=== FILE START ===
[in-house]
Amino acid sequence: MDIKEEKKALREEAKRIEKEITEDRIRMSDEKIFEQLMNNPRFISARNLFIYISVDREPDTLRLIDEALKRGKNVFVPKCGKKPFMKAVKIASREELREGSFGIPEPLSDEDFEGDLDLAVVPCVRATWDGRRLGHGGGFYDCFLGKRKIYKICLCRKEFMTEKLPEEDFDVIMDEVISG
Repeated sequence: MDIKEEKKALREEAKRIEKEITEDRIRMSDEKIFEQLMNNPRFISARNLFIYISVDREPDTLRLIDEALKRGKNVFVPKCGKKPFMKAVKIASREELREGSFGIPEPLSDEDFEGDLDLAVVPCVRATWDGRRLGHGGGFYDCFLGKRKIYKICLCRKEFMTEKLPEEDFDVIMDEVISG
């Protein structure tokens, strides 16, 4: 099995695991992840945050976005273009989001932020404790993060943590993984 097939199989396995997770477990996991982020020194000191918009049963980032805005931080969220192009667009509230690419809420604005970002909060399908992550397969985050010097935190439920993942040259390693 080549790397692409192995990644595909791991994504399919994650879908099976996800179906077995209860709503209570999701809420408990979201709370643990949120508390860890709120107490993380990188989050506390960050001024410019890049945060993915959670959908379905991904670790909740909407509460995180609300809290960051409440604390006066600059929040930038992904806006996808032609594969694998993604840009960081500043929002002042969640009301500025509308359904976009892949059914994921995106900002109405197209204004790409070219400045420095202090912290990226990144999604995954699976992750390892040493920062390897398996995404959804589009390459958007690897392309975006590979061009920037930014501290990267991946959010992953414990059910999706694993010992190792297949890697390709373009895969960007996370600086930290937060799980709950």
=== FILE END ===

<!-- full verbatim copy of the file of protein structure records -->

[in-house]
Amino acid sequence: MDIKEEKKALREEAKRIEKEITEDRIRMSDEKIFEQLMNNPRFISARNLFIYISVDREPDTLRLIDEALKRGKNVFVPKCGKKPFMKAVKIASREELREGSFGIPEPLSDEDFEGDLDLAVVPCVRATWDGRRLGHGGGFYDCFLGKRKIYKICLCRKEFMTEKLPEEDFDVIMDEVISG
Repeated sequence: MDIKEEKKALREEAKRIEKEITEDRIRMSDEKIFEQLMNNPRFISARNLFIYISVDREPDTLRLIDEALKRGKNVFVPKCGKKPFMKAVKIASREELREGSFGIPEPLSDEDFEGDLDLAVVPCVRATWDGRRLGHGGGFYDCFLGKRKIYKICLCRKEFMTEKLPEEDFDVIMDEVISG
């Protein structure tokens, strides 16, 4: 099995695991992840945050976005273009989001932020404790993060943590993984 097939199989396995997770477990996991982020020194000191918009049963980032805005931080969220192009667009509230690419809420604005970002909060399908992550397969985050010097935190439920993942040259390693 080549790397692409192995990644595909791991994504399919994650879908099976996800179906077995209860709503209570999701809420408990979201709370643990949120508390860890709120107490993380990188989050506390960050001024410019890049945060993915959670959908379905991904670790909740909407509460995180609300809290960051409440604390006066600059929040930038992904806006996808032609594969694998993604840009960081500043929002002042969640009301500025509308359904976009892949059914994921995106900002109405197209204004790409070219400045420095202090912290990226990144999604995954699976992750390892040493920062390897398996995404959804589009390459958007690897392309975006590979061009920037930014501290990267991946959010992953414990059910999706694993010992190792297949890697390709373009895969960007996370600086930290937060799980709950």